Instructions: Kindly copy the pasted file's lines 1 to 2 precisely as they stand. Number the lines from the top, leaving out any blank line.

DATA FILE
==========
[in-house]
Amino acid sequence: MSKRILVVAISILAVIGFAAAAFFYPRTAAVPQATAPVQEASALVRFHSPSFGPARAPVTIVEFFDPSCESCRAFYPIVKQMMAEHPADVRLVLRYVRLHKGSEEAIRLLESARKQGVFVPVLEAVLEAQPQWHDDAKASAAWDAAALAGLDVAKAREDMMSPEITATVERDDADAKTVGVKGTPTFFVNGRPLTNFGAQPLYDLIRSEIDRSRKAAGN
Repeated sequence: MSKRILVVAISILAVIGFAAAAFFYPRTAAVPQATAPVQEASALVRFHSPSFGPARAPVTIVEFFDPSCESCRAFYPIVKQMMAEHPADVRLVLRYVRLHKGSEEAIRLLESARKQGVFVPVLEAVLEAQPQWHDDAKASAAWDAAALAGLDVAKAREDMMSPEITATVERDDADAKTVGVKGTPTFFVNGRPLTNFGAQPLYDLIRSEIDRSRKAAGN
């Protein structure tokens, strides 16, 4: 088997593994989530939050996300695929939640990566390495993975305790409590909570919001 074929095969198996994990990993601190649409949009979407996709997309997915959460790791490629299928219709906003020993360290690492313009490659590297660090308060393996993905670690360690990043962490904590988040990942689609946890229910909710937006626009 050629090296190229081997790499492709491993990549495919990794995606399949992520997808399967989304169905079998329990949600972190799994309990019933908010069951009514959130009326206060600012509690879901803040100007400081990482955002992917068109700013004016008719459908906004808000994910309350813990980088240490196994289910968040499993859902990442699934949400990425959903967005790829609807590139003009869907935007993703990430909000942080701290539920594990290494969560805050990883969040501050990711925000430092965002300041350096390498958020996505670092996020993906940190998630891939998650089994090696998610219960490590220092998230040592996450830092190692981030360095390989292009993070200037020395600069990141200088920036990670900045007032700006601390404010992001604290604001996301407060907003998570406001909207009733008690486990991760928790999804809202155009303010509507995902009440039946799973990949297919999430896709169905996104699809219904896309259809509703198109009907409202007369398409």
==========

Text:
[in-house]
Amino acid sequence: MSKRILVVAISILAVIGFAAAAFFYPRTAAVPQATAPVQEASALVRFHSPSFGPARAPVTIVEFFDPSCESCRAFYPIVKQMMAEHPADVRLVLRYVRLHKGSEEAIRLLESARKQGVFVPVLEAVLEAQPQWHDDAKASAAWDAAALAGLDVAKAREDMMSPEITATVERDDADAKTVGVKGTPTFFVNGRPLTNFGAQPLYDLIRSEIDRSRKAAGN